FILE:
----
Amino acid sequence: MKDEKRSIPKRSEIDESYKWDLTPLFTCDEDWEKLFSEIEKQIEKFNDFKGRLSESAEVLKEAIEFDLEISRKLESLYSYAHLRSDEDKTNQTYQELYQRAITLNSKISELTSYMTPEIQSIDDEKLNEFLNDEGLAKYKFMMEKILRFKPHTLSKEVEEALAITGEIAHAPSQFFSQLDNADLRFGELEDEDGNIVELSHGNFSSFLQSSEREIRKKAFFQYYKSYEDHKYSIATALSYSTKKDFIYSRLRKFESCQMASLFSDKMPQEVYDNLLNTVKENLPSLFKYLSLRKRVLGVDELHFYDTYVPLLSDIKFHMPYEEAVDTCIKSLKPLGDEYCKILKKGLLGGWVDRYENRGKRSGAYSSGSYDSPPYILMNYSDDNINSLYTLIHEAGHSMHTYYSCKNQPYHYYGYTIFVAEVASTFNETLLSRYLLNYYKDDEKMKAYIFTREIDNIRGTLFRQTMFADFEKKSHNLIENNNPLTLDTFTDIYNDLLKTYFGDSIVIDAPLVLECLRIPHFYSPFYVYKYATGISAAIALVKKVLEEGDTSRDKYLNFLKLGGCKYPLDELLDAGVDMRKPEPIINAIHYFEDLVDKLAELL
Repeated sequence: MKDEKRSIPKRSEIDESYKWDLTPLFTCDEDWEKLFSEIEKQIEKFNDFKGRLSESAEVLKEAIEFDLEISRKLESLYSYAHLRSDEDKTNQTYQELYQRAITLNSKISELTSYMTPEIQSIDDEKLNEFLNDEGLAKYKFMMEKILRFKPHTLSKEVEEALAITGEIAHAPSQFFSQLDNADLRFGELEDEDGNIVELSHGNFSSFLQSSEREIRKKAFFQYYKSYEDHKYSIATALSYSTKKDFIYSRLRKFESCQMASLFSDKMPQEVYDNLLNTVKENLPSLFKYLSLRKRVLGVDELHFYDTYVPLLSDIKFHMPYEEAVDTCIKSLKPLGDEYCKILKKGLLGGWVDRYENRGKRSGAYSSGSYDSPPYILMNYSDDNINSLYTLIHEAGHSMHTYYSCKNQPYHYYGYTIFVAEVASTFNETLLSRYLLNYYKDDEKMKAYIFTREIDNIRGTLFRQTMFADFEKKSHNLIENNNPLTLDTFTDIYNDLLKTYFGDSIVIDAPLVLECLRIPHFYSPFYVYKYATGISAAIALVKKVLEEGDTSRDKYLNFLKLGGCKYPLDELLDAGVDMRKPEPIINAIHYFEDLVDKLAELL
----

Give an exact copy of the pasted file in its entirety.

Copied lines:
Amino acid sequence: MKDEKRSIPKRSEIDESYKWDLTPLFTCDEDWEKLFSEIEKQIEKFNDFKGRLSESAEVLKEAIEFDLEISRKLESLYSYAHLRSDEDKTNQTYQELYQRAITLNSKISELTSYMTPEIQSIDDEKLNEFLNDEGLAKYKFMMEKILRFKPHTLSKEVEEALAITGEIAHAPSQFFSQLDNADLRFGELEDEDGNIVELSHGNFSSFLQSSEREIRKKAFFQYYKSYEDHKYSIATALSYSTKKDFIYSRLRKFESCQMASLFSDKMPQEVYDNLLNTVKENLPSLFKYLSLRKRVLGVDELHFYDTYVPLLSDIKFHMPYEEAVDTCIKSLKPLGDEYCKILKKGLLGGWVDRYENRGKRSGAYSSGSYDSPPYILMNYSDDNINSLYTLIHEAGHSMHTYYSCKNQPYHYYGYTIFVAEVASTFNETLLSRYLLNYYKDDEKMKAYIFTREIDNIRGTLFRQTMFADFEKKSHNLIENNNPLTLDTFTDIYNDLLKTYFGDSIVIDAPLVLECLRIPHFYSPFYVYKYATGISAAIALVKKVLEEGDTSRDKYLNFLKLGGCKYPLDELLDAGVDMRKPEPIINAIHYFEDLVDKLAELL
Repeated sequence: MKDEKRSIPKRSEIDESYKWDLTPLFTCDEDWEKLFSEIEKQIEKFNDFKGRLSESAEVLKEAIEFDLEISRKLESLYSYAHLRSDEDKTNQTYQELYQRAITLNSKISELTSYMTPEIQSIDDEKLNEFLNDEGLAKYKFMMEKILRFKPHTLSKEVEEALAITGEIAHAPSQFFSQLDNADLRFGELEDEDGNIVELSHGNFSSFLQSSEREIRKKAFFQYYKSYEDHKYSIATALSYSTKKDFIYSRLRKFESCQMASLFSDKMPQEVYDNLLNTVKENLPSLFKYLSLRKRVLGVDELHFYDTYVPLLSDIKFHMPYEEAVDTCIKSLKPLGDEYCKILKKGLLGGWVDRYENRGKRSGAYSSGSYDSPPYILMNYSDDNINSLYTLIHEAGHSMHTYYSCKNQPYHYYGYTIFVAEVASTFNETLLSRYLLNYYKDDEKMKAYIFTREIDNIRGTLFRQTMFADFEKKSHNLIENNNPLTLDTFTDIYNDLLKTYFGDSIVIDAPLVLECLRIPHFYSPFYVYKYATGISAAIALVKKVLEEGDTSRDKYLNFLKLGGCKYPLDELLDAGVDMRKPEPIINAIHYFEDLVDKLAELL